18. 18. Canvas to Page Relationship The Canvas's top left and bottom right corners correspond to the corners of a rectangular box around the folio
  19. 19. OAC Annotations to Paint Images
  20. 20. OAC Annotations to Paint Text
  21. 21. Transcription: Morgan 804
  22. 22. Transcription: Morgan 804
  23. 23. Fragments: Cod Sang 1394
  24. 24. Musical Manuscripts: Parker XXX
  25. 25. Missing Pages: Parker CCC 286
  26. 26. Repeated Zones: Frauenfeld Y 112
  27. 27. Rebinding: BNF f.fr. 113-116
  28. 28. Supporting a World of Linked Medieval Knowledge Those Annotations could be anywhere on the web! • Need to be able to discover them! Publish / Subscribe Model for Dissemination. • Annotation creators publish annotations as linked data • Annotation consumers harvest from (trusted?) projects, aggregators or authors • Sync across repositories for sustainability Anticipated Issues: • Unreliable authors (or spam) • Multiple published versions • Humanist trend to not expose working data
  29. 29. Teaching with Distributed Digital Tools and Surrogates (UVa, Spring 2012) • Deborah McGrady, UVa: FREN 5150/8510: Textual Bodies: The Making of Books, Authors and Readers in the Middle Ages • 12-15 graduate students • Use of: • Images from the Bibliothèque nationale de France • Hosted at Stanford University • Transcription tool: T-PEN (Saint Louis University) • Annotation tool: DM (Drew University)
  30. 30. Using DM to create and manage annotations
  31. 31. A Space for Simple Description
  32. 32. Working Across Tools
  33. 33. Transcriptions in T-PEN
  34. 34. DM for discovery and display
  35. 35. Next Steps for Student Materials • Extract annotations and transcriptions from tools for: • New display • “Digital appendices” to traditional publication • Personal note stores • New projects • New questions
  36. 36. Summary Model: Canvas paradigm provides a coherent solution to modeling the layout of medieval manuscripts • Annotations, and Collaboration, at the heart of the model Implementation: • Distribution across repositories for images, text, commentary • Consistent methods to access content from many repositories • Encourages tool development by experts in the field The SharedCanvas model implemented by distributed repositories brings the humanist's primary research objects to their desktop in a powerful, extensible and interoperable fashion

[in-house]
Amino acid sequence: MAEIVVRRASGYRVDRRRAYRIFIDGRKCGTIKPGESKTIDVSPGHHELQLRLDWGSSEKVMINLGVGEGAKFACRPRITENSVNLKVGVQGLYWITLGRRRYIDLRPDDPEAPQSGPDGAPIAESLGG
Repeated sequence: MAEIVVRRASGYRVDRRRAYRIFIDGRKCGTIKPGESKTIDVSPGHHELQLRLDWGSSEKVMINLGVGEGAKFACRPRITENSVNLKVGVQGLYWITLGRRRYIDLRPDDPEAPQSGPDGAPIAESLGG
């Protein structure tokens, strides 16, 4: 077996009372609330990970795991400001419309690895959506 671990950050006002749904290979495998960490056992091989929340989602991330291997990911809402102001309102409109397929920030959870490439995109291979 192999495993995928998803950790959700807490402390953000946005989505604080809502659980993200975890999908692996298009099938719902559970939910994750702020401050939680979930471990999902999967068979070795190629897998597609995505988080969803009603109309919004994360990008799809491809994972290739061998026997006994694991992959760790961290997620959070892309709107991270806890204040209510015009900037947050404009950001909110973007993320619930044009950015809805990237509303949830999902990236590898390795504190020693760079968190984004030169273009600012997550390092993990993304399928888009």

37. 37. Software, Tools, and Initiatives Mentioned • Project Blacklight (discovery front-end) – http://projectblacklight.org/ • International Image Interoperability Framework (Image API) – http://lib.stanford.edu/iiif • Open Annotation (Annotation Data Model) – http://openannotation.org • SharedCanvas (Aggregated Facsimile Data Model) – http://www.shared-canvas.org • T-PEN (Transcription tool – Saint Louis University) – http://t-pen.org/TPEN • DM (General annotation desktop – Drew University) – http://ada.drew.edu/dmproject/
  38. 38. Thank You Benjamin Albritton blalbrit@stanford.edu @bla222 Robert Sanderson rsanderson@lanl.gov azaroth42@gmail.com @azaroth42 Web: http://lib.stanford.edu/dmm http://www.shared-canvas.org/ Paper: http://arxiv.org/abs/1104.2925 Acknowledgements DMSTech Group: http://dmstech.group.stanford.edu/ Open Annotation Collaboration: http://www.openannotation.org/